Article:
We had a mission action plan meeting at St Luke’s a few weeks back. Part of the day was spent discussing our current aim statement and whether or not we needed a vision statement. As we reviewed vision statements of other churches, their strengths and weaknesses, I saw the Redeemer Presbyterian, Bethlehem Baptist and Mars Hill Seattle vision statements side by side for the first time.
What was striking was the language of each seemed, as far as I am aware with as little as I know each of the senior pastors of these churches, to reflect the core vision and values of the leader himself, as scripture is filtered through him. Here’s the vision statements. Have a read and work out which matches which personality:
Seeking to renew the City, Socially, Spiritually and Culturally.
To spread the gospel, first through ourselves and then through the city by word, deed, and community; To bring about personal changes, social healing, and cultural renewal through a movement of churches and ministries that change [this] City and through it, the world.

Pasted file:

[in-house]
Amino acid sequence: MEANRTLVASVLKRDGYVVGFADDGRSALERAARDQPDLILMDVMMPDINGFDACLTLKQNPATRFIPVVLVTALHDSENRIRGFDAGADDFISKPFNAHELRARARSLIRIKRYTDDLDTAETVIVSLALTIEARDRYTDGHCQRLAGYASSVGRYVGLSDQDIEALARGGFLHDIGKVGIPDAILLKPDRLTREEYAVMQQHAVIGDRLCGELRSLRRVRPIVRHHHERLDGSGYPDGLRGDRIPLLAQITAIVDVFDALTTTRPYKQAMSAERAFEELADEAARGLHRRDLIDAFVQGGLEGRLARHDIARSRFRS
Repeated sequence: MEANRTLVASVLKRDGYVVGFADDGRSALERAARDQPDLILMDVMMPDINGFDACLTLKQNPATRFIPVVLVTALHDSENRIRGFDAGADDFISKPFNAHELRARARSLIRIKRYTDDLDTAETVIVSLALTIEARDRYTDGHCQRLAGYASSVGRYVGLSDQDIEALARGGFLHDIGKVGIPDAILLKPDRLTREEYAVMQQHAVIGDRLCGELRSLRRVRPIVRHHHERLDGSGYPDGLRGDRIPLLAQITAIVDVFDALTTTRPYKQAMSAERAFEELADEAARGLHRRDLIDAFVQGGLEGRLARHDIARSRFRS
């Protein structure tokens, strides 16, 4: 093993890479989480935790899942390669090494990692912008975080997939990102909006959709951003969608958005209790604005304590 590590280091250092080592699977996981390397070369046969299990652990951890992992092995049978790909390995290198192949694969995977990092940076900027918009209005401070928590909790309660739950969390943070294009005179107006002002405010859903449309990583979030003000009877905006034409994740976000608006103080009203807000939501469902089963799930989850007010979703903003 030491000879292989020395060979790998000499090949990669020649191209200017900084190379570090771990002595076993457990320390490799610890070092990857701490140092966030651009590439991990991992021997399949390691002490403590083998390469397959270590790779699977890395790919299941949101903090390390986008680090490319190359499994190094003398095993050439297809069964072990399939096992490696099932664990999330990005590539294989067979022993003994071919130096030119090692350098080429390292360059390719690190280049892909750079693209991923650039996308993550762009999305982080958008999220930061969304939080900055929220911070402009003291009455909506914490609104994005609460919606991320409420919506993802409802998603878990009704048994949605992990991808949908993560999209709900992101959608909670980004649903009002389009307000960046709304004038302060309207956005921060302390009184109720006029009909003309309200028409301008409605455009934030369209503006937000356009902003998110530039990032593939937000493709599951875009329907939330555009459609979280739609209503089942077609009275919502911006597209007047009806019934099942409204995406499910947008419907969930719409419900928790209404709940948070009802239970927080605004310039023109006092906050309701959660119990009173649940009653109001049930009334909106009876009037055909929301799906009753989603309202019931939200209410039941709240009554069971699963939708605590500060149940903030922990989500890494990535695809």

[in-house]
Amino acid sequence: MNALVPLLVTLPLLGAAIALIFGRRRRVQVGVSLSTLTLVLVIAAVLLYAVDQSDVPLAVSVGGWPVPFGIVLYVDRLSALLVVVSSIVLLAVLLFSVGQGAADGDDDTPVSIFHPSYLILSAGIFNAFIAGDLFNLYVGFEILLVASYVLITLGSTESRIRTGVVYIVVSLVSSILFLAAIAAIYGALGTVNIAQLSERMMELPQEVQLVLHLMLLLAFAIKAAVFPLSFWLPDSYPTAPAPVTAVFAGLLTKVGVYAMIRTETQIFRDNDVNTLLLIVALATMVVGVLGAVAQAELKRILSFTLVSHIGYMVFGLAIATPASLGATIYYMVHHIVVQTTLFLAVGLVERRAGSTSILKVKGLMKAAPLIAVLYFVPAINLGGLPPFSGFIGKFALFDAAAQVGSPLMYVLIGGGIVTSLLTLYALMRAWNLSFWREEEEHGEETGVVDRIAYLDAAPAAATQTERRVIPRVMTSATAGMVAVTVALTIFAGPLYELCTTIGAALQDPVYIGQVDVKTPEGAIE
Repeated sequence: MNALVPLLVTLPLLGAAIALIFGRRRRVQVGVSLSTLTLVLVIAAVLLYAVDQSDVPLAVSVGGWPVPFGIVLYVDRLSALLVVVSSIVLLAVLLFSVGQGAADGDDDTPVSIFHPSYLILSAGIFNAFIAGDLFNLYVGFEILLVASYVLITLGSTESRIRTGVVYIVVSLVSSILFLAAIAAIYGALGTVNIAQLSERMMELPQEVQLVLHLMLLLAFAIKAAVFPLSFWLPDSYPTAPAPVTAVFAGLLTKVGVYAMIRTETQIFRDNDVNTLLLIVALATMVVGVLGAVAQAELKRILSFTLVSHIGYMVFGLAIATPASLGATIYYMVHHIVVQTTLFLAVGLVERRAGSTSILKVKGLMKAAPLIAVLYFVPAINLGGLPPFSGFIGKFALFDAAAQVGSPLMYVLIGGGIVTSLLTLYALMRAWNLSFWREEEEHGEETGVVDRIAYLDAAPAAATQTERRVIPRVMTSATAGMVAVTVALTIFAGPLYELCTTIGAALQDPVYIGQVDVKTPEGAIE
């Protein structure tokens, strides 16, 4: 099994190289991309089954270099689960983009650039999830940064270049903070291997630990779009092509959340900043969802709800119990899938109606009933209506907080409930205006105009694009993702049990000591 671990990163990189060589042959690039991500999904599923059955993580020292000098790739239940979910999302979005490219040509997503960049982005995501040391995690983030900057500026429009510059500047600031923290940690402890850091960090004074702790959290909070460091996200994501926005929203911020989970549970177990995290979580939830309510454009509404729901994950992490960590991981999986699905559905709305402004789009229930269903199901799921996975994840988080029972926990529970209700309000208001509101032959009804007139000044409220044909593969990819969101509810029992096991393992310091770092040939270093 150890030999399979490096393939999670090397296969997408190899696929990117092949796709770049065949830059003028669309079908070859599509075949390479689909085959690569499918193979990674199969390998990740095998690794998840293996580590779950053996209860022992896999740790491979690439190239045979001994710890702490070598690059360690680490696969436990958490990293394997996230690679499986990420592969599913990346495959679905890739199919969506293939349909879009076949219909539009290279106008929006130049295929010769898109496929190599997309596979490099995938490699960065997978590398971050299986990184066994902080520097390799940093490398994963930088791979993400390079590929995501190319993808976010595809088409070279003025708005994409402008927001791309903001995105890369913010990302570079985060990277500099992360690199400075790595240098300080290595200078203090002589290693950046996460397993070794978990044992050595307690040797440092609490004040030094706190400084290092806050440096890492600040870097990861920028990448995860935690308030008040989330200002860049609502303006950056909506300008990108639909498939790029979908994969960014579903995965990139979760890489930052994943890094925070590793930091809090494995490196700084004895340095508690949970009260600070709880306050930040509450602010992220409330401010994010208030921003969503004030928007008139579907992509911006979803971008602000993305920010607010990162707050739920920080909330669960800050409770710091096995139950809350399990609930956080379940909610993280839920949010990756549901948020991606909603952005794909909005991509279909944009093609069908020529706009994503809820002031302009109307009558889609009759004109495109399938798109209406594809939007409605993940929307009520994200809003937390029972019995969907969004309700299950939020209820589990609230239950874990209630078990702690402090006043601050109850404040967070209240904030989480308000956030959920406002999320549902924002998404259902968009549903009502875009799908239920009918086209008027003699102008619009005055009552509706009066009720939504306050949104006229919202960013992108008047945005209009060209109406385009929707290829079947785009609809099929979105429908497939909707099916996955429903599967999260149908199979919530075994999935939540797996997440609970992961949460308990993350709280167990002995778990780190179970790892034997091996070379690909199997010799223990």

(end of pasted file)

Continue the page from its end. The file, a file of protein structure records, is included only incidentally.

[This church] lives for Jesus as a city within the city – knowing culture, loving people, and seeing lives transformed to live for Jesus.
Spreading a passion for the supremacy of God in all things for the joy of all peoples through Jesus Christ.
Vision statements, it seems to me, reflect scriptural mandates not objectively but, as Keller talks about with preaching, according to the personality, questions and motivation of the person or people who develop them.
Vision statements only really work, therefore, if they are consistent with the nature and personality of the church leader(ship) as well as scripture. They must be seen by congregation and the church leadership as capable of fulfilment, according to their visionary gifts and ability. It will not do to ape the vision of others if we are not built by God to function in the same way as them.